Oct.24, 2013

Haiti is the poorest country in the Western hemisphere. Three quarters of Haitians live on less than US$2 per day and half of the population earns less than US$1 per day. Access to education is low. An organization, iLab // Haiti, has recently brought the first two 3D printers to the country of Haiti aiming to help local Haitians.

"We are using two of MakerBot's dual extrusion Replicator 1's, and we will add two more at the end of this month. We're teaching them to 3D model using SketchUp and Rhino, with the hope of teaching Autodesk's Inventor." writes iLab // Haiti.

Partnered with KIDmob, iLab // Haiti is teaching local Haitians 3D modeling skills and how the 3D printer works, how to repair it if it breaks down. "We want to provide access to systems thinking and a design framework, along with technical tools and skills, and discover how far Haitians can push the limits of the technology. Our goal is to empower local Haitians to think differently about their surroundings and potential."

Some of their first products are simple medical devices, such as umbilical cord clamps, made out of ABS plastic, for one-time use. If successful, their products can be used directly in local clinics.

"Hyper-local manufacturing will bypass inefficient and corrupt import systems that are currently the only option available." writes iLab // Haiti. It is pretty hard to get stuff to Haiti, such as filament for 3D printers. Currently the filament they use were either imported or brought down by volunteers going to Haiti. For solving the problems, iLab // Haiti has been in touch with Filabot, creator of Filabot desktop extruding system. Filabot is a low cost device which is capable of grinding various types of plastics, to make spools of plastic filament for 3D printers.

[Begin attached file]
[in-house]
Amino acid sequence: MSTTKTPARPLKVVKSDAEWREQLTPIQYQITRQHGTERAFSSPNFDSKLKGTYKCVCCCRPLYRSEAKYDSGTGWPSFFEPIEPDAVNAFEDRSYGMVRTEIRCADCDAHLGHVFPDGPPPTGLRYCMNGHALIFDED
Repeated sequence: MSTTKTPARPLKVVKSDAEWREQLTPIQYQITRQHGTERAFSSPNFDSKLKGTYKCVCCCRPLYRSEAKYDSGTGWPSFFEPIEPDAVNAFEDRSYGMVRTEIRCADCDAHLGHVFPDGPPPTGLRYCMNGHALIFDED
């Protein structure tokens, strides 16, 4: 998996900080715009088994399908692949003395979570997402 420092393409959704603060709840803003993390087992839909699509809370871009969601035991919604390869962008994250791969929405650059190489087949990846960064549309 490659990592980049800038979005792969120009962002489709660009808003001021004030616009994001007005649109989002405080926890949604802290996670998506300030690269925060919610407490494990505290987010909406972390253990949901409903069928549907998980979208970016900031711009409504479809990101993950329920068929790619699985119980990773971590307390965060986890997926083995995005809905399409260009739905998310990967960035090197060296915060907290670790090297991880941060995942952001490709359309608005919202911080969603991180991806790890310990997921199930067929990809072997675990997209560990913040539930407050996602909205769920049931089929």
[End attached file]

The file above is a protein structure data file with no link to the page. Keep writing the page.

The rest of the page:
"We're hoping the engineers from Filabot will be able to join us in Haiti to analyze the materials that are available, such as plastic bottles or water pouches, to see if we can manufacture spools locally without having to import more ABS. Most trash gets burned or thrown in the streets, so if we can use some of those waste materials to 3D print with..." says the team. With such a device, they could just collect and sterilize those plastic and convert them into spools to be 3D printed. In addition they also plan to create a closed-loop system - so plastic that has been 3D printed can get broken down and converted back into a spool for reprinting.

Meanwhile the non-profit is also looking for a solar company to work with to help make the iLab sustainably powered. So if you are interested in supporting iLab // Haiti, check their site here.

 

Posted in 3D Printing Applications

 

 

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